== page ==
As for the work-product immunity invoked by AmBase for some of the documents, as noted, the disclosure of work-product to another person with a shared interest in the material, even if not a litigation interest, does not waive the privilege unless the circumstances of the disclosure created a significant possibility that the material would ultimately be disclosed to an adversary. AmBase, however, disclosed the materials to its adversaries in Robitaille, and hence the disclosure necessarily waived the work-product immunity not only in that litigation but also in this lawsuit. See, e.g., Westinghouse Elec. Corp. v. Republic of the Philippines, 951 F.2d at 1428-30; In re Chrysler Corp. Overnight Evaluation Program Litig., 860 F.2d at 846-47; In re Subpoenas Duces Tecum, 738 F.2d at 1372-75; In re Worlds of Wonder Sec. Litig., 147 F.R.D. at 211-13.
In resisting these conclusions, AmBase relies principally upon the decision in Teachers Ins. & Annuity Ass'n of America v. Shamrock Broadcasting Co., 521 F.Supp. 638 (S.D.N.Y.1981). In particular, AmBase cites Judge Conner's conclusion that if a corporation produces privileged documents in response to an SEC subpoena but does so " under a protective order, stipulation or other express reservation of the producing party's claim of privilege as to the material disclosed," no waiver will be found. Id. at 646. AmBase's reliance on this case is misplaced.
First, to the extent that the analysis in Teachers Insurance rests on the notion that in some circumstances the disclosure of privileged communications to a government agency for enforcement purposes may be so desirable a goal as to justify a rule of selective waiver, see id. at 641-44 (citing, inter alia, Diversified Industries, Inc. v. Meredith, 572 F.2d 596, 611 (8th Cir.1977)), it has been effectively overruled. Thus, the D.C. Circuit in Permian explicitly rejected the waiver analysis in Diversified Industries, see 665 F.2d at 1220-22, and, as noted, the Second Circuit subsequently adopted the reasoning of Permian. See In re John Doe Corp., 675 F.2d at 489. Accord, Westinghouse Elec. Co. v. Republic of the Philippines, 951 F.2d at 1423-27. These decisions post-dated the decision in Teachers Insurance and plainly undermined the central basis for its holding. See, e.g., In re Worlds of Wonder Sec. Litig., 147 F.R.D. at 213.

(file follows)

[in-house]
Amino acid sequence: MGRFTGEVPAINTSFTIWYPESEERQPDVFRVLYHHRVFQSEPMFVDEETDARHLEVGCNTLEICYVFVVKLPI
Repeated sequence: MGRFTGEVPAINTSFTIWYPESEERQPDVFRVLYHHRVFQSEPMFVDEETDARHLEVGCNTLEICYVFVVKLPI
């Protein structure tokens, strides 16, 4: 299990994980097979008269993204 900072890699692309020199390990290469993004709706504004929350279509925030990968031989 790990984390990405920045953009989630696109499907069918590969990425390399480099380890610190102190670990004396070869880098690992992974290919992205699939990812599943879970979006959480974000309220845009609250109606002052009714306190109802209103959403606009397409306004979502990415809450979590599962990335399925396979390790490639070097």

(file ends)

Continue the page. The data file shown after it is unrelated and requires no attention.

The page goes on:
Teachers Insurance did not fully adopt the holding of Diversified Industries since Judge Conner imposed a requirement that the privilege holder explicitly assert that its production to the SEC was not intended to constitute a waiver as to anyone else. Nonetheless, it appears evident that the only rationale for allowing a selective waiver even in these circumstances is the stated policy goal of assisting regulatory agencies in their law-enforcement efforts. See, e.g., Permian Corp. v. United States, 665 F.2d at 1221-22 (citing In re Grand Jury Subpoena Dated July 13, 1979, 478 F.Supp. 368 (E.D.Wis.1979)).